That leaves us with Carnes's cause of action for retaliation. Carnes alleged in her complaint that PCSC "discharged her or otherwise discriminated against her because she opposed the harassment by defendant WILLIAMSON and filed a complaint against her, and because she opposed her employer's refusal to make reasonable accommodation for her known disabilities and/or medical condition." In moving for summary judgment, PCSC argued that Carnes did not engage in any protected activity because while "she complained of harassment to Rose, . . . she did not complain to Rose that she was being harassed because of her disability." PCSC further argued that assuming the turning over of her journal to Davis on July 16 was a complaint of discrimination, Carnes could not establish a causal connection between that act and Mendes's decision to terminate her employment because Mendes did not know when he made that decision that Carnes had complained of harassment or discrimination in her journal. It is unlawful under the FEHA for an employer "to discharge, expel, or otherwise discriminate against any person because the person has opposed any practices forbidden under [the FEHA] or because the person has filed a complaint, testified, or assisted in any proceeding under" the FEHA. (Gov. Code, § 12940, subd. (h).) "To establish a prima facie case of retaliation, the plaintiff must show (1) he or she engaged in a protected activity; (2) the employer subjected the employee to an adverse employment action; and (3) a causal link between the protected activity and the employer's action. [Citations.] Once an employee establishes a prima facie case, the employer is required to offer a legitimate, nonretaliatory reason for the adverse employment action. [Citation.] If the employer produces a legitimate reason for the adverse employment action, the presumption of retaliation `drops out of the picture,' and the burden shifts back to the employee to prove intentional retaliation." ( Akers v. County of San Diego (2002) 95 Cal.App.4th 1441, 1453.) The heart of Carnes's retaliation claim is that she was discharged because she complained about harassment, discrimination, and the failure to accommodate her disabilities in her journal. As we noted above in connection with Carnes's discrimination claim, Carnes argues that the timing of her discharge and the various procedural irregularities that accompanied it suggests "something was amiss." Tying that argument to her retaliation claim, Carnes contends the "decision to terminate [her] `on the heels of' her discrimination complaint [i.e., her journal] is . . . suspect." More to the point, it appears to be Carnes's position that there is a triable issue as to whether Mendes decided to terminate her employment because of complaints of unlawful harassment and discrimination in her journal. It was undisputed that Mendes decided to terminate Carnes's employment while returning from Reno with Judge Garbolino on July 17. The pivotal question is whether there is any substantial evidence Mendes was aware of any complaints of unlawful harassment and discrimination Carnes had made in her journal when he made that decision. In analyzing that argument, it is first necessary to examine the journal to determine the extent to which it contains any such complaints. Carnes's journal is a 16-page, typed document in which Carnes recorded various events relating to her employment between February 2 and July 14, 2001. In the journal, Carnes generally complains about her relationship with Williamson, including Williamson: (1) delegating her work load to Carnes when Rose is absent; (2) treating Carnes as if she were ignorant; (3) getting upset with Carnes; (4) telling Carnes what to do; and (5) talking down to Carnes. Based on the following specific passages, however, Carnes contends her journal can be read as a complaint for discrimination and harassment based on her disabilities: 1. In the very first journal entry, dated February 2, 2001, Carnes notes "there is a consistent pattern of harassment developing that is being directed toward me from Rhonda Williamson." 2. In the next journal entry, dated February 6, 2001, Carnes documents a meeting with Williamson in which they discussed their problems. That entry reads in pertinent part as follows: "Had the meeting with Rhonda — she says she `wants this to work out', but she feels that I have an attitude as if I don't think she knows what she's doing. I told her that as far as the courts were concerned, I realize that she probably is more educated about procedures than me — but as far as accounting, I am confident that I know as much, if not more, than her and don't appreciate being treated like I'm ignorant and don't know what I am doing. I also said that, subconsciously, people often think that because my body doesn't work right that my mind is slow, too, and that I feel that this may be where the problem lies (she denies it)." 3. In an entry dated April 16, 2001, on page 10 of the journal, Carnes recounts a conversation she had with Rose about the appointment she had scheduled with Davis in human resources to discuss the incident with Williamson on April 13. According to Carnes, Rose strongly advised her "not [to] take this problem to HR" — i.e., human resources — because Mendes had made it clear he would dismiss any probationary employee who "`makes trouble.'" In closing her journal entry, Carnes wrote: "I cancelled my appointment with Nancy — chances are I don't have a leg to stand on anyway — looks like Rhonda is going to get away with harassment, doing drugs, ignoring ADA, etc." 4. In an entry dated July 8, 2001, which spans from page 11 to page 14 of the journal (there were no entries between April 18 and July 8), Carnes notes with respect to the broken lift, "up until my injury, no one has made any effort to accommodate me and have it fixed." Finally, Carnes notes with respect to Williamson, "Again, I feel she is harassing me. . . ." Based on these passages, Carnes contends her journal can be read as a complaint for discrimination and harassment based on her disabilities, and thus she contends her submission of the journal to Davis was a "protected activity" for which she could not be discharged. Even assuming for the sake of argument, however, that a reasonable trier of fact could agree with Carnes on this point, the pivotal question for us is whether there is any substantial evidence Mendes was aware of these passages of Carnes's journal when he decided to terminate her employment on July 17. In his declaration, Mendes claimed he was not, stating: "When Ms. Davis read certain passages [from the journal] to me on July 17, 2001, over the telephone, at no time did she read anything to me that indicated Ms. CARNES was being harassed by anyone nor did she read anything to me that indicated she was being treated differently by anyone because of her disability. During that telephone discussion, Ms. Davis did not tell me that Ms. CARNES was filing or had filed a harassment claim against anyone nor did she advise me that Ms. CARNES was feeling that she was being treated differently by anyone because of her disability." Did Carnes produce sufficient evidence to allow a reasonable trier of fact to find that this statement by Mendes was false and that, on the contrary, Davis did tell him about the parts of Carnes's journal in which she contends she was complaining of unlawful harassment, discrimination, and failure to reasonably accommodate her disabilities? She did not. Carnes offers three reasons why "PCSC's story that the disability-related entries were not part of the conversation between Davis and Mendes is not worthy of belief." First, Carnes asserts "it is inherently implausible that a trained Human Resources Manager would ignore the journal entries regarding disability harassment, `ignoring ADA,' and reasonable accommodation." Such an assertion, however, is not evidence, which is what is necessary to create a triable issue of fact. To the extent Carnes suggests a reasonable inference about what Davis read to Mendes can be drawn simply from the "fact" that Davis was "a trained Human Resources Manager," we disagree. In any event, Davis herself testified she did not interpret Carnes's journal as including a complaint of discrimination, and when asked if, at the time of her deposition, the journal "appear[ed] to present a complaint of discrimination," Davis answered, "Maybe. I can't say definitively yes." Given this undisputed testimony, and the very veiled nature of the "complaints" Carnes contends can be found in her journal, it is more than plausible Davis would not have read those portions of the journal to Mendes. More to the point, based on this evidence, no reasonable trier of fact could find Davis must have read the "disability-related" portions of the journal to Mendes. Second, Carnes asserts there is a triable issue about what Mendes knew because neither Davis nor Mendes "was able to clearly identify the parts of the journal that . . . Davis read to . . . Mendes on the phone." Although the deposition testimony of Davis, which Carnes cites, does establish that Davis had no memory of what she read to Mendes, Carnes cites no evidence to support her assertion about what Mendes remembered. The inability of Davis to remember what she read to Mendes two years after the conversation occurred (her deposition was taken in July 2003) does not create a factual conflict with Mendes's assertion in his declaration that Davis did not read to him anything about harassment or discrimination based on disability. Third, and finally, Carnes contends "the evidence shows that . . . Mendes knew there was a discrimination complaint before he terminated . . . Carnes." The evidence to which Carnes refers, however, simply does not provide a substantial basis for a reasonable trier of fact to find that Mendes was aware of any complaint of discrimination or harassment based on Carnes's disabilities before he decided to terminate her employment on July 17 while returning from Reno. Part of the evidence Carnes cites — Davis's deposition testimony — establishes that Davis talked with Angell about the journal before she called Mendes. Contrary to Carnes's claim, however, that evidence does not establish or even suggest that Angell "discussed the portions of the journal involving harassment and `ADA' with Ms. Davis." That is simply a misrepresentation of Davis's deposition testimony. Other evidence Carnes cites — specifically, an e-mail from Angell to Mendes in January 2002 purporting to recount the "chronology of events leading to the Probationary Release of Linda Carnes" — supports the proposition that there was a human resources meeting about Carnes on July 17, at which one of the "questions that came up" was "Any ADA violations? EEO? Harassment?" That e-mail, however, does not support Carnes's assertion that "PCSC management, including Mr. Mendes, conducted" that meeting. (Italics added.) There is no mention in the e-mail of who was present at the meeting. In short, Carnes points to no evidence from which a reasonable trier of fact could find that before he decided to terminate Carnes's employment, Mendes knew she was complaining about disability harassment, discrimination, and/or the failure to reasonably accommodate her disabilities. This missing evidence is fatal to her retaliation claim because without it, Carnes cannot prove a causal connection between her alleged "protected activity" of submitting the journal to Davis and the termination of her employment. Accordingly, the trial court did not err in summarily adjudicating Carnes's cause of action for retaliation in favor of PCSC.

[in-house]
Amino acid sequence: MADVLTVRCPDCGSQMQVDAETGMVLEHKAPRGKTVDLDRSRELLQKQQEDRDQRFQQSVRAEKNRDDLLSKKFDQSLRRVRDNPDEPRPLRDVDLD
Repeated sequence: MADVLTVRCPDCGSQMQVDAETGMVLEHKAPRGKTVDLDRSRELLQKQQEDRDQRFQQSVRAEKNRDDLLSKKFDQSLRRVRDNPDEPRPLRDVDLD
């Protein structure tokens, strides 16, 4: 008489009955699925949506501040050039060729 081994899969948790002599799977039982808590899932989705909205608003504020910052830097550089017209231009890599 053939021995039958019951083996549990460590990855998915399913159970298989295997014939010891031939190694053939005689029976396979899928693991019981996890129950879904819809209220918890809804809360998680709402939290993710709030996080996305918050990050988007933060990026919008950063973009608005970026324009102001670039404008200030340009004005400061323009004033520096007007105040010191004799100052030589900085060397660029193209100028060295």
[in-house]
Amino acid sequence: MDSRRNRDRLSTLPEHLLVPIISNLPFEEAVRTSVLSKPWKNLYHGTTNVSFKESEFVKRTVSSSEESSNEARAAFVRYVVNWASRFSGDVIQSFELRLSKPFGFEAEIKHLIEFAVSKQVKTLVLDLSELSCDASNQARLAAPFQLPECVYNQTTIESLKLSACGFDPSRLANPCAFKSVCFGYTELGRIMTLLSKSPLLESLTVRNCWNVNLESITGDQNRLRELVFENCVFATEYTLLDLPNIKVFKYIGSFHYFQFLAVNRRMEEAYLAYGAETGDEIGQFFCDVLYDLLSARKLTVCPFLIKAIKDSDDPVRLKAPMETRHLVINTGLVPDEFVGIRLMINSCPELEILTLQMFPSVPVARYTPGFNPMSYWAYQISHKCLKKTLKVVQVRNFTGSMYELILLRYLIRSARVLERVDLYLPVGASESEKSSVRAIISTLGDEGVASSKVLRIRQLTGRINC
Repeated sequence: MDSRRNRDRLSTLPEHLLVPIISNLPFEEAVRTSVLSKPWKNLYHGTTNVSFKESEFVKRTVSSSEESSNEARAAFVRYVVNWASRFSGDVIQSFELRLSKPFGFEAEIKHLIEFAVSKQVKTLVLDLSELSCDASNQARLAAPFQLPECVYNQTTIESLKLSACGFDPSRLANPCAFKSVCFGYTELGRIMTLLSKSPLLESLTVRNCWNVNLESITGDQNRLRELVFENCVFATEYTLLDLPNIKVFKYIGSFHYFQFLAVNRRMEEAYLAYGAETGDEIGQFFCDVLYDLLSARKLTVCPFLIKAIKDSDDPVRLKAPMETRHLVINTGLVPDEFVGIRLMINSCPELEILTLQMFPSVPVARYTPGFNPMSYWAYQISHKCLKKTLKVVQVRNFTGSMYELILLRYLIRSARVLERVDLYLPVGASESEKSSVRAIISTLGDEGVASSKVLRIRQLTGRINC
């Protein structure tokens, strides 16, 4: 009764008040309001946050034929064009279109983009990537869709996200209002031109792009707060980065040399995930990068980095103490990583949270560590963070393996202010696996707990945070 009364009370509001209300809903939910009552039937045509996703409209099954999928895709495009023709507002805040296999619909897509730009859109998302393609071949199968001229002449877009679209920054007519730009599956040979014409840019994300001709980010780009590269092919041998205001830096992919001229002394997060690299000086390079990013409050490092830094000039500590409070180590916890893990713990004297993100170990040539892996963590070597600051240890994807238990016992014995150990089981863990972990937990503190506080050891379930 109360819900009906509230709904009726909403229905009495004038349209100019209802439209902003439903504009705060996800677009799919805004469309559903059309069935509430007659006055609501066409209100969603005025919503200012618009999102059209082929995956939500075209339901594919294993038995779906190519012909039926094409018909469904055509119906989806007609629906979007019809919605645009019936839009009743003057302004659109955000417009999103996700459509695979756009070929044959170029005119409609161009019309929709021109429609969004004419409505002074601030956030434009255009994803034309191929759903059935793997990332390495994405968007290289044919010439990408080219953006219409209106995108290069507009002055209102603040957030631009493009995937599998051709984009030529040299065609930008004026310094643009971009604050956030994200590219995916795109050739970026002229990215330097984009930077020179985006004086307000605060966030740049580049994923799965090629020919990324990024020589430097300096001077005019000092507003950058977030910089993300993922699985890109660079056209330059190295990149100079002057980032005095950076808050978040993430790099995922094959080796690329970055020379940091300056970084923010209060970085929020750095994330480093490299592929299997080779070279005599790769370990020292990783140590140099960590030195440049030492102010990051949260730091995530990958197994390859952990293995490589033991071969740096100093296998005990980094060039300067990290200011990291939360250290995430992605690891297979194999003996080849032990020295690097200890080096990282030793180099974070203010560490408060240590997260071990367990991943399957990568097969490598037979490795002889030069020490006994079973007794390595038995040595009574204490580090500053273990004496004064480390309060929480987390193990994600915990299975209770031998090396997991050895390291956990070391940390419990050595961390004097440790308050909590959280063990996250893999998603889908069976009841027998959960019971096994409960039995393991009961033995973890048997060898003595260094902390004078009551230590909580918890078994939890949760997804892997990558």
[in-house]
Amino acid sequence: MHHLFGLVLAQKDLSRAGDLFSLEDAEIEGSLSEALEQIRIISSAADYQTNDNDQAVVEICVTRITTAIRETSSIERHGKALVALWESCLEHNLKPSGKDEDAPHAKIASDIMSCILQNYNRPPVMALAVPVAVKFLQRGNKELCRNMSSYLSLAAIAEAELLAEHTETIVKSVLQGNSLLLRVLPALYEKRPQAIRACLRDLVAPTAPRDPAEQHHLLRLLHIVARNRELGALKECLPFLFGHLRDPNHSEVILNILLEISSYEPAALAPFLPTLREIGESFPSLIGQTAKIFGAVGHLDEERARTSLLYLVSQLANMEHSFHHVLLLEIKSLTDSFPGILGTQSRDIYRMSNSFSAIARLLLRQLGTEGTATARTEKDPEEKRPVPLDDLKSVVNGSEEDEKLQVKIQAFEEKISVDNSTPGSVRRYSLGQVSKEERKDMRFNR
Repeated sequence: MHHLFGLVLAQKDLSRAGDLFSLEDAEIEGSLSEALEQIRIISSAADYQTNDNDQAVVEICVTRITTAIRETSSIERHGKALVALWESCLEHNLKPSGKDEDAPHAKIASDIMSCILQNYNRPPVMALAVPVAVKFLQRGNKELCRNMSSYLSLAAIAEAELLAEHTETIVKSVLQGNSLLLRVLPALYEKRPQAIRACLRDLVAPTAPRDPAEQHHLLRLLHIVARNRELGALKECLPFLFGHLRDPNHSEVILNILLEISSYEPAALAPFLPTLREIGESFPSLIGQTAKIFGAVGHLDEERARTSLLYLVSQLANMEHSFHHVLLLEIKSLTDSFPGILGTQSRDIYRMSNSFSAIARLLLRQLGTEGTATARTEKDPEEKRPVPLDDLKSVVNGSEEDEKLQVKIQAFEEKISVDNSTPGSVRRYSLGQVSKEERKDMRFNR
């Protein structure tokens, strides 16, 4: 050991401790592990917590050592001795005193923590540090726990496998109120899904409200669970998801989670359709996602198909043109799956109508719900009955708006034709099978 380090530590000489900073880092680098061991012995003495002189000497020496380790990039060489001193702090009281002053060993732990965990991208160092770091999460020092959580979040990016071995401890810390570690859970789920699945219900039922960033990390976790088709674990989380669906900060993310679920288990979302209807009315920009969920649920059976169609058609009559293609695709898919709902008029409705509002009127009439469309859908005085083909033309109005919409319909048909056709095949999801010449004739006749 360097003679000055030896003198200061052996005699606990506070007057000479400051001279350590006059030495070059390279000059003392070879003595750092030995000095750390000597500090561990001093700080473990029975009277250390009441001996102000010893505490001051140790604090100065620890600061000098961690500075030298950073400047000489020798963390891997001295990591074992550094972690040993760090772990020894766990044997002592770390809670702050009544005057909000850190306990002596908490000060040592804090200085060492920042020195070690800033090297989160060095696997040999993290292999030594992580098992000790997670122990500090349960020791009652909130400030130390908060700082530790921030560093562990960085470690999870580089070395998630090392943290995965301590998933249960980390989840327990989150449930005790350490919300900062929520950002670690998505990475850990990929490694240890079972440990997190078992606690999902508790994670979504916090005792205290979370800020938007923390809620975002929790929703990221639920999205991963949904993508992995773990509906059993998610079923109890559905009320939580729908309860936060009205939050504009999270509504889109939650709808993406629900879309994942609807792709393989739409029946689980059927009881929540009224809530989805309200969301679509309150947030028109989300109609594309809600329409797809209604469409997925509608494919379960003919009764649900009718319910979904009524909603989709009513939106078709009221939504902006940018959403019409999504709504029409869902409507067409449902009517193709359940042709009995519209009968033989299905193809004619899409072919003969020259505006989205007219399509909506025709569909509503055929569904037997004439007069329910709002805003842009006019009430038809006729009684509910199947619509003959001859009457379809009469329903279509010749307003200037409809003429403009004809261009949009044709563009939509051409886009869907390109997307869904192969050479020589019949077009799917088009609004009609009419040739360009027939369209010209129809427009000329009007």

It follows from subdivision (h) of Government Code section 12940 that a "protected activity," for purposes of establishing a prima facie case of retaliation, is: (1) opposing any practices forbidden under the FEHA; or (2) filing a complaint, testifying, or assisting in any proceeding under the FEHA. Thus, complaining to a supervisor about an unlawful employment practice is a protected activity. (See Mathieu v. Norrell Corp. (2004) 115 Cal.App.4th 1174, 1188.) By the same token, opposing a failure to reasonably accommodate is also a protected activity.
Carnes does not point to any evidence supporting that "fact." The record shows, however, that Davis had been employed in various human resources positions with PCSC since December 30, 2000.
The judgment is reversed. The trial court is directed to vacate its order granting the motion for summary judgment and enter a new order granting the motion for summary adjudication as to the causes of action for discrimination and failure to reasonably accommodate, but denying the motion for summary adjudication as to the causes of action for harassment and retaliation for the reasons stated in this opinion. Plaintiff shall recover her costs on appeal. (Cal. Rules of Court, rule 27(a).)
Sims, Acting P.J., and Raye, J., concurred.
A petition for a rehearing was denied March 1, 2005, and the opinion was modified to read as printed above.